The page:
Dallas Opera Review: DEATH AND THE POWERS (The Dallas Opera, screened at the Hammer Museum in L.A.)

Post image for Dallas Opera Review: DEATH AND THE POWERS (The Dallas Opera, screened at the Hammer Museum in L.A.)

by Daniel S. G. Wood on February 18, 2014

in Theater-Los Angeles,Theater-Regional


Hal Cazalet in DEATH AND THE POWERS by The Dallas Opera.Enough already. First, I applaud The Dallas Opera for taking a chance on Tod Machover’s new experimental opera Death and the Powers, as well as the diligent cast and crew. I also commend Los Angeles’ cool new opera company, The Industry, for presenting the “world’s first live interactive opera,” and the beneficent Hammer Museum for hosting the free occasion. But for all the hoopla about multimedia “this” and sci-fi opera “that,” the live simulcast of this excruciating ninety-minute opera was a hokey pretentious mess. Any philanthropic critical assessments—“maybe it was better in the theater,” “a prodigious cast,” “the libretto had its moments”—are mere buoys in the tidal wave of mediocrity on display at the Billy Wilder Theater (the opera was beamed from Dallas to nine theaters worldwide).

Patricia Risley in DEATH AND THE POWERS by The Dallas Opera. Photo by Paula Aguilera.Some of the disappointment arrives courtesy of the presenter’s insistence on the event’s import, but the live digital technology was just as feeble as the opera it was intended to enhance. Audience members were instructed to download the “Powers Live” app to offer an “omniscient view of the action of the opera” and to “access the inner world of the main character, Simon Powers”…”who transfers his consciousness to an omniscient robot ‘system’ in order to perpetuate his existence beyond the decay of his physical being.” But no app in the world can save this opera, which was originally directed by Diane Paulus for American Repertory Theater in 2011. Alex McDowell’s production design contains impressive technological achievements, such as Bob Hsiung and Michael Miller’s remote-controlled robots, but the thing would have done better at a science fair.

Scene from DEATH AND THE POWERS by The Dallas Opera.Imagine if an anarchist and a futurist half-baked a sci-fi musical, wrote some glorified Seussian quasi-poetry, and hired some sixty year-old synth geek to punch-up a John Adams tune, and you have an idea of what Death feels like. The score could have been serviceable had Machover deleted the constant tinkling MIDI triteness, which bumped the score from potential drama into 70’s sci-fi weirdness. Poet-laureate Robert Pinsky’s libretto (from a story by Pinsky and Randy Weiner) poses provocative questions, such as “what happens to humans when consciousness can exist eternally in technology?” In fact, the story is the greatest asset, and the libretto has potential. But Machover completely abuses the message, repeating Pinsky’s already verbose prose to a pulp, and fastening the text willy-nilly to oblique and anti-dramatic vocal lines. Just as disturbing to my ears was the news that Machover was nominated as a finalist for the 2012 Pulitzer Award in music.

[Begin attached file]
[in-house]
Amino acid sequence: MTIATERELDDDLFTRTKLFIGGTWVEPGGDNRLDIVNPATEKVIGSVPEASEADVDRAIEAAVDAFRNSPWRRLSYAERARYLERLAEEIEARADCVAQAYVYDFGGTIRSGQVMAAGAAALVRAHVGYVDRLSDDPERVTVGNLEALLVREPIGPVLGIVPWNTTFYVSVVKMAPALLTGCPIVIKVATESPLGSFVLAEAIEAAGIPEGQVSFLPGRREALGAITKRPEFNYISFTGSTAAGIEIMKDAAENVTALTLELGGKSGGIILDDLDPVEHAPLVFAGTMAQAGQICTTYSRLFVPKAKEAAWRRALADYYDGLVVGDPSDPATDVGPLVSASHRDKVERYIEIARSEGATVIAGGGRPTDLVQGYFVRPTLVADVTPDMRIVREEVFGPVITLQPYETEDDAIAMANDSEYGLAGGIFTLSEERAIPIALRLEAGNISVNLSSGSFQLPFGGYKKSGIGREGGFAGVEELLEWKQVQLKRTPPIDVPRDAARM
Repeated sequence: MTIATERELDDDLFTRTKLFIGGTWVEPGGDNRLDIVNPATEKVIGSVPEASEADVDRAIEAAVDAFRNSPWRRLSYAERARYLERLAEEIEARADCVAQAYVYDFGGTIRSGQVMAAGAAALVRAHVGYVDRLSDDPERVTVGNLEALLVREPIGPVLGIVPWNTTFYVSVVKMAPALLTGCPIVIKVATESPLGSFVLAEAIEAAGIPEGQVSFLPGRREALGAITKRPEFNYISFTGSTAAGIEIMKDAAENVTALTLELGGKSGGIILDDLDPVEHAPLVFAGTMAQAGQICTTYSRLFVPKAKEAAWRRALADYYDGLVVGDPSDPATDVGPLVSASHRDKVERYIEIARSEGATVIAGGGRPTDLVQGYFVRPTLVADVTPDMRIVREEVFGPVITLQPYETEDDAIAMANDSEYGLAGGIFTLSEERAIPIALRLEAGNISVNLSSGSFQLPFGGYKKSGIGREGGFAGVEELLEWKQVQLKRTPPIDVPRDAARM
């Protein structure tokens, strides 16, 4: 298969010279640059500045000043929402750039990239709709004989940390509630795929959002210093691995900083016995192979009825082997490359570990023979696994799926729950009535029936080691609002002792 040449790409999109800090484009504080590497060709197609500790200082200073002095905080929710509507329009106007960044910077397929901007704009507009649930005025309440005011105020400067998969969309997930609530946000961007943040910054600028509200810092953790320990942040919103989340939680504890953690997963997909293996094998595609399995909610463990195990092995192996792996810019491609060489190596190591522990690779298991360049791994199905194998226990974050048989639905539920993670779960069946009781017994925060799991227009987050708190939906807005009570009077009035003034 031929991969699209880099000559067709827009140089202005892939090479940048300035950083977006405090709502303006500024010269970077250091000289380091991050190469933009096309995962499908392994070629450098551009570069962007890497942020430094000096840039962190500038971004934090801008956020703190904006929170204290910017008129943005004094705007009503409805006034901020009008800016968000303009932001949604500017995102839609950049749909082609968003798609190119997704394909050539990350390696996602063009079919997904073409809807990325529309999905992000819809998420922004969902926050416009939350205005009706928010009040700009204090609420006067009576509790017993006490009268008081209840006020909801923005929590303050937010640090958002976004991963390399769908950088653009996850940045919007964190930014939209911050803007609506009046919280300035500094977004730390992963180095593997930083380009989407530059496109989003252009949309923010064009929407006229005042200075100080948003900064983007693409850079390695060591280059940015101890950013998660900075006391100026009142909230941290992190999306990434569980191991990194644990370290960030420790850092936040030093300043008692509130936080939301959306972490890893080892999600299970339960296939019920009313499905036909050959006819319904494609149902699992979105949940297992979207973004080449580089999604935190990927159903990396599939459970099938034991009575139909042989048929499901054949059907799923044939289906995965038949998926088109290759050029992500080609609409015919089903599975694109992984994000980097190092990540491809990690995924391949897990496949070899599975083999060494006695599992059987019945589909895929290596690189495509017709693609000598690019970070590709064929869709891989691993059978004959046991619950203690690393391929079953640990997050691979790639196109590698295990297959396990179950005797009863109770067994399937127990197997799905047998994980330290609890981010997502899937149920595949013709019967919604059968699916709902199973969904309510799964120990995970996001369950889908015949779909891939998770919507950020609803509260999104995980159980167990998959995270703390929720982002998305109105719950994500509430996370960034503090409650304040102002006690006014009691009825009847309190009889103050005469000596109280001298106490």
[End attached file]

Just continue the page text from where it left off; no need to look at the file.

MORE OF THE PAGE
Robots from DEATH AND THE POWERS by The Dallas Opera.Contributing to the screening’s failure was a horrible mix mostly reliant on contact mics. Part of the reason opera is presented in big theaters is to demonstrate its grandness. Opera singers love to project. If you tape microphones to their face and shove cameras up their noses, you lose the essential feature of their years of training and reduce the acoustic of a big theater to that of a broom cupboard. Being below the stage, instrumentalists already struggle to project; the mix clipped the orchestra’s wings too.

Prior to this insufferable event, made worse by an overall air of preciousness, we were presented with pre-show material consisting of almost an hour of advertisements, along with commentary from a host of the contributors: the charming and eloquent lead Robert Orth; the conductor Nicole Paiement (it’s refreshing to see a female maestro); and the composer himself, who tellingly hesitated before saying, “We hope you get it.”

Patricia Risley in DEATH AND THE POWERS by The Dallas Opera. Photo by Jill Steinberg.But the cherry on top was the proprietary, opera-enhancing app, the use of which was either fruitless or downright hilarious. Ultimately this game-breaker–only available to those with newer operating systems on their smartphones and tablets–was just a silly diversion. My favorite part: When the instruction “shake” appeared on the devices (which were distractingly lit up the entire show), the only thing it prompted was audience members simulating epileptic fits and masturbation. The sole contribution from their expensive apparatuses, aside from putting money into the pockets of The Powers, was a blank screen interspersed with goofy light shows and images of what already appeared on stage in Dallas.

There is a fitting and ironic undertone here: While the opera itself and the app-centric event extoll the virtues of embracing technology, the dorkiness of the app accentuated the piece’s failure. The creators are going for an epic comment on humans and our relationship to digital consciousness, but they created an opera and an event which inadvertently comments on how technology is getting in the way of true art.

Scene from DEATH AND THE POWERS by The Dallas Opera.

photos by Jonathan Williams, Carter Rose, Jill Steinberg, and Paula Aguilera

Death and the Powers
The Dallas Opera at Winspear Opera House
presented by The Industry
screened at the Hammer Museum in Westwood
played on February 16, 2014
click here for future Hammer events
click here for more info on The Industry
click here for more info on The Dallas Opera
click here for more info on Death and the Powers

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